Additionally, if it’s possible to modify the sshd_config file on the server, it should be modified to send ssh alive packets (similar to TCP keep alive) packets to the client. Root access on the server is typically necessary for this. On an Ubuntu server this can be accomplished with:

server $ echo "ClientAliveInterval 60" | sudo tee -a /etc/ssh/sshd_config
server $ sudo restart ssh
ssh start/running, process 6446

The above modification will ping the client every 60 seconds the connection is idle as defined the ClientAliveInterval which is disabled by default. If ClientAliveCountMax (defaults to 3) number of pings go unanswered, the server will drop the connection. This is critical to detecting the remote client has disappeared and freeing up the port defined below for a reconnect from the client when it comes back online. It isn’t strictly necessary as the server will drop the connection after a while on its own, but significantly speeds up reconnects.

Test the Server Setup from the Client

Verify that the server is correctly setup by running the ssh command manually. This is important for two reasons:

  1. The first time the ssh client connects to the server, it by default needs the user to manually accept the host’s ssh key. This will never succeed in the automated launchd task described below and must be done ahead of time.
  2. Verify nothing is broken.

To test the configuration, run the following:

client $ ssh -i ~/.ssh/servername-home-fwd -NT -R 12345:localhost:22 remoteuser@servername

The result should be that the command blocks and appears to hang. At the same time, verify that port 12345 is now listening on the server. If port 22 on the client is in fact the ssh server this can be quickly tested by reading some data over the connection such as the SSH server’s version using netcat:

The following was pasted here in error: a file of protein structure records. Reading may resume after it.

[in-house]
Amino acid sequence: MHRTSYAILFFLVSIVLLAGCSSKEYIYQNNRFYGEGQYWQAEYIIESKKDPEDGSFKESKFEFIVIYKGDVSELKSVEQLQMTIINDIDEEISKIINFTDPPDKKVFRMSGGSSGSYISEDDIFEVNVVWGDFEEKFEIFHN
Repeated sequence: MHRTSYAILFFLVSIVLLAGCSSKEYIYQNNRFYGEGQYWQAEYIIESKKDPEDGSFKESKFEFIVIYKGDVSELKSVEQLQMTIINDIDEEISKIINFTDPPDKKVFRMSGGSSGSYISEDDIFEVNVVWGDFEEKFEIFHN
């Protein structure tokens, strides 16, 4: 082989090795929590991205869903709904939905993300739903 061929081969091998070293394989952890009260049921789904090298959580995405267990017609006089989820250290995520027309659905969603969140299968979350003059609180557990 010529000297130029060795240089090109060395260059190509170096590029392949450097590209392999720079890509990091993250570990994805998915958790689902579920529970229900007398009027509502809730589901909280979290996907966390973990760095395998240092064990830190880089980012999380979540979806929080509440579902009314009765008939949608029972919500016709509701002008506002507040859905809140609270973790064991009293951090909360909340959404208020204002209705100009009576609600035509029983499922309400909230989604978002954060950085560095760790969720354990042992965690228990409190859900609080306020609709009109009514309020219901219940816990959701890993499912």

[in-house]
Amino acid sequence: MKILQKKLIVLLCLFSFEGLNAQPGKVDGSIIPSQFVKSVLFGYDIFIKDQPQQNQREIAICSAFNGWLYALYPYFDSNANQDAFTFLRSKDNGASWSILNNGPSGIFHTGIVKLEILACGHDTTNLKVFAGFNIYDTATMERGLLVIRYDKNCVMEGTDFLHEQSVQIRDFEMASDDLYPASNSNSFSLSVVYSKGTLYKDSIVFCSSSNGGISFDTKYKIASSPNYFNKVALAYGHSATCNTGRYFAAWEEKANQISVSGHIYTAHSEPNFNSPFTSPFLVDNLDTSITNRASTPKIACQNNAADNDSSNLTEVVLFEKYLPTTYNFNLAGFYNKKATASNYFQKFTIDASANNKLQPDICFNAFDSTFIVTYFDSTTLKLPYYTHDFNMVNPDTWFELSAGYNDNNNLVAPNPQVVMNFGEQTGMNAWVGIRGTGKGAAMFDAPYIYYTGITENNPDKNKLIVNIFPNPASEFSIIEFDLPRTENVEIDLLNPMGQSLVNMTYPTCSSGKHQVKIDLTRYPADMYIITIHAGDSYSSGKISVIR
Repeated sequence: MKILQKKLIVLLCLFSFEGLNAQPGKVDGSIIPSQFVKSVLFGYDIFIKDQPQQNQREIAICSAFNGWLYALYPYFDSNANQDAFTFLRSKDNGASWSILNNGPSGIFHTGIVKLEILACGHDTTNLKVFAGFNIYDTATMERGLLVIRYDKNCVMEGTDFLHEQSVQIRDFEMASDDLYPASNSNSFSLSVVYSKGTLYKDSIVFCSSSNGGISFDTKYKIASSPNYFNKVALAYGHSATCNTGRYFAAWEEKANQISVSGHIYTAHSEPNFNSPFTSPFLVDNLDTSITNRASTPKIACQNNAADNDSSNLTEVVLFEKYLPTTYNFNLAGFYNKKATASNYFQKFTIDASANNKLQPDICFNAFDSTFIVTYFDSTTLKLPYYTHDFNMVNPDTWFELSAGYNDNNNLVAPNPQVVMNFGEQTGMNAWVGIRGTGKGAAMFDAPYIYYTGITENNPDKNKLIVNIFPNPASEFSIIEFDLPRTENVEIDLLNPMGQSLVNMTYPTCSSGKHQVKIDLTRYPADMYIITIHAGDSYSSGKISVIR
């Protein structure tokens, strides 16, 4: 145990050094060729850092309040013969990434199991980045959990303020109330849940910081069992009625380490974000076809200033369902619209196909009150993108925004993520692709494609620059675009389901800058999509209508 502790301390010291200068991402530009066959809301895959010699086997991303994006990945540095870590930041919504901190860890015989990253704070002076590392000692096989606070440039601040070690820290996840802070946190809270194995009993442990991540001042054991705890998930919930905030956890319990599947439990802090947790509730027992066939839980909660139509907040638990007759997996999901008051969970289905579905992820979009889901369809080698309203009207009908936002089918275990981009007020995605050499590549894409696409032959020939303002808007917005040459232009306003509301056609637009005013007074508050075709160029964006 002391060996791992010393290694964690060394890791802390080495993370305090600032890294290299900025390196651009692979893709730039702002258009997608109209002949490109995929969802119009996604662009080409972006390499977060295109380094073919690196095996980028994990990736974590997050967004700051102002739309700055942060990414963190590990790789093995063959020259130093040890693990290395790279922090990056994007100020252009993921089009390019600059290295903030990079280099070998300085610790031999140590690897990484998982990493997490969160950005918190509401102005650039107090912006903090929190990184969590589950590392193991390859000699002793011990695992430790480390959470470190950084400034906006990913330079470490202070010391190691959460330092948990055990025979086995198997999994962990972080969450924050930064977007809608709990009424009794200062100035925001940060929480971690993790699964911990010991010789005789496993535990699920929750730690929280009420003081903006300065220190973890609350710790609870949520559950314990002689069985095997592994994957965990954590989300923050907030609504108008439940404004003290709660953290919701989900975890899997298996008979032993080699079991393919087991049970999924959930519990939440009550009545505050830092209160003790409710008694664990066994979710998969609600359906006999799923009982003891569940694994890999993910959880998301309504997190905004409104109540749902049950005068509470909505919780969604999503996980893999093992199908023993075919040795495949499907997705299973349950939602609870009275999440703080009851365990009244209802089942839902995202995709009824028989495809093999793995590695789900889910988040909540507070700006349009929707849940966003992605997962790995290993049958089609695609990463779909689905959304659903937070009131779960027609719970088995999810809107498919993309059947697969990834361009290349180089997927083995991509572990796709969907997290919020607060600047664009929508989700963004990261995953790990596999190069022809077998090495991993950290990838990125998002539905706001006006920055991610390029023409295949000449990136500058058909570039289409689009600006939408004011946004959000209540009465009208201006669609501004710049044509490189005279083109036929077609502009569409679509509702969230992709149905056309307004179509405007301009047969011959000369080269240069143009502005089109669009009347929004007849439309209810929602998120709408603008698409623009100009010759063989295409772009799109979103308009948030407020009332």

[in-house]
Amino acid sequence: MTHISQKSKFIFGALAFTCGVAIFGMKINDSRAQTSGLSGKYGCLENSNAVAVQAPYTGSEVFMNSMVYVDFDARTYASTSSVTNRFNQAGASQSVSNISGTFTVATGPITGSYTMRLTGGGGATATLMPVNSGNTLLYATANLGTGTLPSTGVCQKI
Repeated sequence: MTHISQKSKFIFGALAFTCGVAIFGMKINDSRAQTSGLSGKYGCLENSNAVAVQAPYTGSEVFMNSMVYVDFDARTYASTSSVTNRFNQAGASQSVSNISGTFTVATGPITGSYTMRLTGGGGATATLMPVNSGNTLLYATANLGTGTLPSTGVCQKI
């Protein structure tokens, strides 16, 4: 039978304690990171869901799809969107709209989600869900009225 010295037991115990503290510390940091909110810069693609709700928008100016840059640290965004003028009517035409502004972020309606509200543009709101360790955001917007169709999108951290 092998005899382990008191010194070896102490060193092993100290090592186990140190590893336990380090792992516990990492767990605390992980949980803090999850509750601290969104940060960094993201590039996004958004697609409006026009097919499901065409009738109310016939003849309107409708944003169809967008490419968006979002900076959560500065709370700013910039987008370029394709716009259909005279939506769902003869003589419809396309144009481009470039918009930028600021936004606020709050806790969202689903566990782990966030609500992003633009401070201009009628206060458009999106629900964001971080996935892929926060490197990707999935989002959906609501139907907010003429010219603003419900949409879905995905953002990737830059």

server $ netcat localhost 12345
SSH-2.0-OpenSSH_5.9

After testing is complete, use CTRL-c to break both the ssh and netcat command. If something didn’t work, double check the steps above for errors before proceeding.

Setup The Client on OS X

Apple uses launchd to launch system services. The purpose of launchd is very similar to Ubuntu’s upststart and Freedesktop’s systemd in that it’s goal is to start services and manage them.

In a nuthsell the primary features needed for this phone home script are:

  1. Run at start-up without user intervention
  2. Run as another user
  3. Restart a process when it dies

First, we need to setup a plist file for OS X, create the following file and modify it as necessary for items such as the user and host name, place the following @ /Library/LaunchDaemons/server.name.client.name.home.plist

<?xml version="1.0" encoding="UTF-8"?>
<!DOCTYPE plist PUBLIC "-//Apple Computer//DTD PLIST 1.0//EN" "http://www.apple.com/DTDs/PropertyList-1.0.dtd">
<plist version="1.0">
   <dict>
   <key>Label</key>
   <string>server.name.client.name.home</string>
   <key>ProgramArguments</key>
   <array>
	  <string>ssh</string>
	  <string>-NTC</string>
	  <string>-o ServerAliveInterval=60</string>
	  <string>-o ExitOnForwardFailure=yes</string>
	  <string>-i</string>
	  <string>/Users/<username>/.ssh/servername-home-fwd</string>
	  <string>-R 12345:localhost:22</string>
	  <string>remoteuser@servername</string>
   </array>
   <key>UserName</key>
   <string>user</string>
   <key>RunAtLoad</key>
   <true/>
   <key>KeepAlive</key>
   <true/>
</dict>
</plist>

This will switch to Username user on the Mac OS X client and then attempt to run the ssh command described by ProgramArguments. SSH command description:

  • -N – Don’t run a remote command. Attempting to run a remote command will fail due to the restrictions imposed by the authorized_keys file.
  • -T – Disable pty allocation. There is no need for this when only port-forwarding is desired.
  • -C – Request compression. This is optional, typically my processors out pace my network speed, especially when on 4G/LTE networks. This is optional.